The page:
Monday, December 5, 2011

Data Ownership and Data Responsibility Should Go Hand in Hand

Chances are that all of us who have tried to advance a Data Governance initiative will have had the data ownership discussion and socialized the idea that IT shouldn't own the data. In the earlier years of my data governance efforts getting acceptance of this concept was most often the first stumbling block. Common remarks from both the business and IT fronts reflected long established culture and practices in which data was seen as an IT focus - they managed it, wrangled it, invested and got to the root cause of data problems, and they held the responsibility of fixing data problems. This resistance, although frustrating, at least had a common theme which allowed me (and I suspect others like me) to build up a toolkit of arguments, presentations, stories and case studies to help move stakeholders toward an understanding that data is best owned by the business and not the IT function.

I've written about the need to keep working away toward implementing data governance before in my post on Thinking Like a Vogon. Having a bag of tricks built up and finessed over time is, in my opinion, key to successfully importing data governance at an organization. It allows those of us charged with championing data governance to keep working toward advancing stakeholder understanding and buy-in over weeks, months and years. Recently I've noticed a trend which has the potential to poke a hole in this bag of tricks, reducing its effectiveness and necessitating a rethink of how I engage with stakeholders. These days I encounter less push back when I propose the idea that IT doesn't own the data. The concept that the business owns the data now often seems to be easily accepted, with some business users going as far as saying "of course we own the data!"

Acceptance! It's all easy from here, right? Maybe not. While there seems to be a lot more widespread agreement that business users own the data this doesn't always translate into the best outcomes for data governance and improved data quality. Statements from stakeholders along the lines of "we own the data, but IT let us down because they can't get the data quality right and they don't understand our data" ring alarm bells for me. That one step forward may just have been followed by two quick steps back. What's missing here is responsibility. Ownership without responsibility is hollow and reflects an understanding which still has quite some way to go to reach maturity. I liken this sort of statement to a father boasting about the achievements of his children before reaching for the phone to arrange a nanny to look after them whilst they are home from boarding school. Just like we can't expect school teachers and others to take sole responsibility for shaping our childrens' lives and helping them through their problem times, business users can not claim to be data owners and then take a passive role only getting involved in data issues long enough to point the finger of blame at IT.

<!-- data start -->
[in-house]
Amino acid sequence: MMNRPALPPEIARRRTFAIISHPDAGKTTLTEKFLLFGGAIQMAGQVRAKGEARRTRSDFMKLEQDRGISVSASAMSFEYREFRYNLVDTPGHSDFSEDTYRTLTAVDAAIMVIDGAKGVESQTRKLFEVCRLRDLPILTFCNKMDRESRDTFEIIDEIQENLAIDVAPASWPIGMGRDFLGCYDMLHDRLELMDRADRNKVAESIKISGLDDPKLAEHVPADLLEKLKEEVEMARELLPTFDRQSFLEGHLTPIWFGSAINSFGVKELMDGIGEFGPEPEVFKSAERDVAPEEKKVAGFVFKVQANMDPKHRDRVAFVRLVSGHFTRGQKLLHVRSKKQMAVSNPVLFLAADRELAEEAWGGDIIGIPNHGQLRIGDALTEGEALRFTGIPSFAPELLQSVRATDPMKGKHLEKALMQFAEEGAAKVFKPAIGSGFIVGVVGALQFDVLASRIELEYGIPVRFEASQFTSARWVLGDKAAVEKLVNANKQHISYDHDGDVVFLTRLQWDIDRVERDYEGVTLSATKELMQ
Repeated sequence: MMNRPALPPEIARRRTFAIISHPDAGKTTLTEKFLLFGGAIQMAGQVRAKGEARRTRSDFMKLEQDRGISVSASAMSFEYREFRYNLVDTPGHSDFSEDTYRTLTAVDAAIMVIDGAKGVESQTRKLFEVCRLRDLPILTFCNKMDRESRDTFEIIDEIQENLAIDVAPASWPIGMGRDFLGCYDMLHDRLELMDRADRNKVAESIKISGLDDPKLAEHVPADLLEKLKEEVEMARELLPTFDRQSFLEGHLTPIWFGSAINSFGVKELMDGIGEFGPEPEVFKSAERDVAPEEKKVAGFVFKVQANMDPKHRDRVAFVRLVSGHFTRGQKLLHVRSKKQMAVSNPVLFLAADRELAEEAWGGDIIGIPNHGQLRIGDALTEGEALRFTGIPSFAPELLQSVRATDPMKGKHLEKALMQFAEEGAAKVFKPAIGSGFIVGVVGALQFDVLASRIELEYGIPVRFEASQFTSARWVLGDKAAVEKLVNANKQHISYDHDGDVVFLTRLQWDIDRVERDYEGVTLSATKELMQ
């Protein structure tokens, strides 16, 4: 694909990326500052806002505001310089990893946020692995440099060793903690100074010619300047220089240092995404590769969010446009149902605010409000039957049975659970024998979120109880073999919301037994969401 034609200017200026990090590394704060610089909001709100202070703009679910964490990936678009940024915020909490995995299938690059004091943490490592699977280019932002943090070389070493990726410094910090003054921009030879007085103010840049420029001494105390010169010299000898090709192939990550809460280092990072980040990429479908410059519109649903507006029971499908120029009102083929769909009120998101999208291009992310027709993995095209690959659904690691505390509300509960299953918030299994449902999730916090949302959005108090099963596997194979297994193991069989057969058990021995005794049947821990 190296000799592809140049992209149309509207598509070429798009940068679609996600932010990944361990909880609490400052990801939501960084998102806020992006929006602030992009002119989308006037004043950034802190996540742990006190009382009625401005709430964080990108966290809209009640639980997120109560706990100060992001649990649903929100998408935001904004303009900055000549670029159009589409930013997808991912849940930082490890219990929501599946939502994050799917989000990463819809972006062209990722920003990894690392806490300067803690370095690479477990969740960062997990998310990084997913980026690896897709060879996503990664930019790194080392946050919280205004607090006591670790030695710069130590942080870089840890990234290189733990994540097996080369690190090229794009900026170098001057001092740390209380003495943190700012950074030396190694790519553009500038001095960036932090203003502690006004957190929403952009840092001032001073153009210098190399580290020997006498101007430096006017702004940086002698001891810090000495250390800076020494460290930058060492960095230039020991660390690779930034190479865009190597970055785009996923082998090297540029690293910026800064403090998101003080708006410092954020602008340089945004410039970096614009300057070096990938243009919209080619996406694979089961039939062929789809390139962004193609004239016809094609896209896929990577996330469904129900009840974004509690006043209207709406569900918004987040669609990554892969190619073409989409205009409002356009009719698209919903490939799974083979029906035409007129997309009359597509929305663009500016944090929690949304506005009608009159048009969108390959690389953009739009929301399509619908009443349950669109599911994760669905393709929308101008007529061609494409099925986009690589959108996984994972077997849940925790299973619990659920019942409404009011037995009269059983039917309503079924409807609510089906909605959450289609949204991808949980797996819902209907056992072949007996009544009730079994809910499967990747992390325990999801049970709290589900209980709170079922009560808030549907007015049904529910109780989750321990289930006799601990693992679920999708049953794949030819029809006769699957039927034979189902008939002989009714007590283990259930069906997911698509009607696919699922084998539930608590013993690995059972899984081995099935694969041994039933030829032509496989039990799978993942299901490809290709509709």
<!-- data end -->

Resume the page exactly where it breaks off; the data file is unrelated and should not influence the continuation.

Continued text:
So how can we this new phenomenon be dealt with? Sure, a part of what needs to be done is updating the message and tailoring the tools and communication methods we use to address this new position. But, it's more than that, as data governance professionals we need to look for ways of showing those in the business with this view "what's in it for them". We should look to find success stories - show where there was demonstrable benefit gained when another business user started to take an active interest in the health and well being of their data. Even better, we should spend time with those business users who have already embraced not just data ownership but data responsibility as well, helping to make them into champions for the cause and assisting them to sell the benefits to their colleagues. The broader IT function also has a role to play here. We need to ensure that IT doesn't reinforce the existing culture, and as such there needs to be a little gentle push back when the business shows signs of pushing all data responsibility to IT. This need not mean a flat out "no", nor an abdication of any and all responsibility, but rather taking these opportunities to engage with business users, working with them as enablers rather just than in isolation as technical troubleshooters blindly trying to solve problems often without enough context or knowledge. By working together - making changes on both sides - IT will boost data context familiarity and those on the business side will get involved more often and earlier. From a management perspective, look to change IT policies if they talk about IT owning and managing the data, and think about establishing data reference groups.

No matter what approaches we take, there is one very important thing that can not be forgotten. We must help business people in their new roles as data stewards. We can not leave them to feel their way along. Build documentation and tools to help and guide them, recognise new responsibilities by modifying Position Descriptions and the way these people are measured and rewarded for performance. Not only will this signal that the organisation is serious about data governance and data quality, but it will also guide and encourage the stewards to perform better.

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